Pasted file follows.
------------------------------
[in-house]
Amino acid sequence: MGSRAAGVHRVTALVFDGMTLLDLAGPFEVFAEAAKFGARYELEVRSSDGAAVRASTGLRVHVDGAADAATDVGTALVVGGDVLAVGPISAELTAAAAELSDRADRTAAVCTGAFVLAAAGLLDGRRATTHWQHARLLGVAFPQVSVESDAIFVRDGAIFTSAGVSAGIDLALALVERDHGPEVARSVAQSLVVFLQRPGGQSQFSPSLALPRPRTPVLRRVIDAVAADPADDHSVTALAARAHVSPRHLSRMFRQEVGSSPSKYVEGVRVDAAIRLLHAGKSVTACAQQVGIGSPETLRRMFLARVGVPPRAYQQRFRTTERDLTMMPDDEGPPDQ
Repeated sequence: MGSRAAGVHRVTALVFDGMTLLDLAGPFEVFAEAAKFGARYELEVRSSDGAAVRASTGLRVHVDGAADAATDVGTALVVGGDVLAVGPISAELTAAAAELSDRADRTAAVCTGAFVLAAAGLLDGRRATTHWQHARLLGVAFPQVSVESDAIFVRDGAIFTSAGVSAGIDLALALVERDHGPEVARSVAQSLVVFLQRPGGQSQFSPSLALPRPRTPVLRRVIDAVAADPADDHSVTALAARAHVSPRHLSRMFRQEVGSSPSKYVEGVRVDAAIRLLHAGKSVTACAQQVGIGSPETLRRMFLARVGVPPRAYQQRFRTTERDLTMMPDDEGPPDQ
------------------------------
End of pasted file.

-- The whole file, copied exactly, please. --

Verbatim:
[in-house]
Amino acid sequence: MGSRAAGVHRVTALVFDGMTLLDLAGPFEVFAEAAKFGARYELEVRSSDGAAVRASTGLRVHVDGAADAATDVGTALVVGGDVLAVGPISAELTAAAAELSDRADRTAAVCTGAFVLAAAGLLDGRRATTHWQHARLLGVAFPQVSVESDAIFVRDGAIFTSAGVSAGIDLALALVERDHGPEVARSVAQSLVVFLQRPGGQSQFSPSLALPRPRTPVLRRVIDAVAADPADDHSVTALAARAHVSPRHLSRMFRQEVGSSPSKYVEGVRVDAAIRLLHAGKSVTACAQQVGIGSPETLRRMFLARVGVPPRAYQQRFRTTERDLTMMPDDEGPPDQ
Repeated sequence: MGSRAAGVHRVTALVFDGMTLLDLAGPFEVFAEAAKFGARYELEVRSSDGAAVRASTGLRVHVDGAADAATDVGTALVVGGDVLAVGPISAELTAAAAELSDRADRTAAVCTGAFVLAAAGLLDGRRATTHWQHARLLGVAFPQVSVESDAIFVRDGAIFTSAGVSAGIDLALALVERDHGPEVARSVAQSLVVFLQRPGGQSQFSPSLALPRPRTPVLRRVIDAVAADPADDHSVTALAARAHVSPRHLSRMFRQEVGSSPSKYVEGVRVDAAIRLLHAGKSVTACAQQVGIGSPETLRRMFLARVGVPPRAYQQRFRTTERDLTMMPDDEGPPDQ